Using these analogues, Chaykin tells a lot of those stories you only hear in convention bars, or the occasional critical book on the industry and some of the incidents in these five issues are familiar ones to those of us who know bits of the industry’s history so things like Mort Weisinger’s legendary cruelty through to Stan Lee sitting the the office waiting for Jack Kirby’s work to turn up because his creative role was at best, minimal. This book is not for those who see the industry on a purely surface level or those who canonise the superhero as the pinnacle of the medium.

But Hey Kids! Comics! for all the cynicism, bitterness, hate and bile recounted in these stories has a love for the medium as the core of the book. It just says that people involved in the industry were crooks, racists and bastards but the industry itself is full of people who believe there’s a future for the medium beyond superhero stories. This is a book for those of us who love the medium but want to deal with the awfulness of the history of the industry at the same time so it makes an often harsh read as after all, we want to cling onto our childhood heroes. This comic will see people many see as heroes being portrayed as somewhat less than that (the fact issue five came out not long after Stan Lee’s death adds an extra thrill to it) but these stories are an essential part of the history of the industry. They need to be told because if they don’t the next Steve Ditko is going to see his work made into mugs to help make corporations money while they get fuck all.

Purging the stereotype of 1990’s comics

I watched this video about Marvel’s pretty dismal reboot of some of their titles back in the 90’s, and on the whole its fine but uses the lazy stereotype of 90’s comics being all bulging Liefeldesque characters and really, not very good.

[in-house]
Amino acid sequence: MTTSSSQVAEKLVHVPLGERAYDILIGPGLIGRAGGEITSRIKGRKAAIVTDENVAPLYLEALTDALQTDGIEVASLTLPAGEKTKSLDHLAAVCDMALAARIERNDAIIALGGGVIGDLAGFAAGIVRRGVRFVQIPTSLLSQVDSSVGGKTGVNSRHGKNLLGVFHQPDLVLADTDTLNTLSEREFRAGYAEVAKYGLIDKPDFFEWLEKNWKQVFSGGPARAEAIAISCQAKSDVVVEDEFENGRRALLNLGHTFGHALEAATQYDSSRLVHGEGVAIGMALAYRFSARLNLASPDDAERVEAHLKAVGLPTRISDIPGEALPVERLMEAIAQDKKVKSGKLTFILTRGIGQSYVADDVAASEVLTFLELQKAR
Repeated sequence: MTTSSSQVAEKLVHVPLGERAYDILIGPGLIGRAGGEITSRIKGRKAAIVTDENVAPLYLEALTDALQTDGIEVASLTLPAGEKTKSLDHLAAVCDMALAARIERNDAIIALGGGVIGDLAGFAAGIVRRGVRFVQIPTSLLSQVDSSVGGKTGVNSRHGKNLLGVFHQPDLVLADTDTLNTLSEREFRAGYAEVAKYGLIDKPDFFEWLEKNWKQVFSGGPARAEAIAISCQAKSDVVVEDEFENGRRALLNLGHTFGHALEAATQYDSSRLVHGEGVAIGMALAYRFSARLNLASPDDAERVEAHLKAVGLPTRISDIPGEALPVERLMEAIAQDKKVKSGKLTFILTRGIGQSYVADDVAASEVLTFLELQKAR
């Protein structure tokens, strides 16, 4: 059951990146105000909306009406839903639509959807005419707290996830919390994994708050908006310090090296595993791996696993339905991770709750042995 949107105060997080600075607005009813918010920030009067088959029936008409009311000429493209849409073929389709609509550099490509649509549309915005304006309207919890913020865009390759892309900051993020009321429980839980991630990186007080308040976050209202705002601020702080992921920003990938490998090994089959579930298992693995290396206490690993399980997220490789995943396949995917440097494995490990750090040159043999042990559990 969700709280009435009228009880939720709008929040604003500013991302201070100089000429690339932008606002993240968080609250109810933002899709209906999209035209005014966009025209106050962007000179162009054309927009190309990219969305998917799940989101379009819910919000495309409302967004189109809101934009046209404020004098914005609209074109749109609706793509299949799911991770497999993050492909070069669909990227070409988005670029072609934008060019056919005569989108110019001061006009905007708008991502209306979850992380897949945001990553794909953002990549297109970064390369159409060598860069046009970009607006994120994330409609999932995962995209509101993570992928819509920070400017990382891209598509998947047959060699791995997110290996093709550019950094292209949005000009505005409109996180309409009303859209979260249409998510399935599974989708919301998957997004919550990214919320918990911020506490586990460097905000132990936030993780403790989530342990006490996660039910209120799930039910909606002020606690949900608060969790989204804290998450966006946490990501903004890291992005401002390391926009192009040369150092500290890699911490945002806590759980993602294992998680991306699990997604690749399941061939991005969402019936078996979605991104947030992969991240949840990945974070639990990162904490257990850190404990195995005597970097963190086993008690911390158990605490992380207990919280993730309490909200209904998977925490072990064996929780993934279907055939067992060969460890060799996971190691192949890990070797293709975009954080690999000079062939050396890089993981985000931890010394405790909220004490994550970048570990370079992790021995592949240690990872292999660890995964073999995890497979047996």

It seems to be the view of Millennial commentators that the 90’s were crap but the truth is the 90’s were probably the decade where one could still be surprised by what the mainstream would do with even Marvel producing quality work at the end of a decade where the majority of their output was instantly forgettable

Say the 90’s to a certain age and type of fan and they’ll think of Todd McFarlane’s Spider-Man or Spawn, Jim Lee’s X Men or Image work, but many will think instantly of this piece by Rob Liefeld .

There’s nothing defensible about that piece. In every way it is awful It represents a small part of 90’s comics. It doesn’t represent say, Preacher, Sandman, The Invisibles, Grendel, Love and Rockets, Sin City, Concrete, Nexus, Yummy Fur, From Hell, Bone and Hate plus many, many other titles showed a real diversity when one walked into a comic shop.Even mainstream superhero titles weren’t all bad with Marvels, Kingdom Come and enjoyable runs on Batman stood out in a decade where you could still get a variety in terms of comics.

But of course there were piles and piles of trash much of which still live in dealers 50p boxes but as a decade, the 90’s were more diverse and adventurous than most of your YouTube generation critics give it credit for. Indeed one could make the argument that it was a golden decade for comics and personally, I like to think it was as the number of great comics that came from that decade after the Cold War and before the War on Terror.

What happens is though, that there’s an assumption for history from people that look only at it from one point of view which is often the view of the lazy consensus. As is often the case the truth is more revealing, not to mention interesting than the commonly accepted view of it.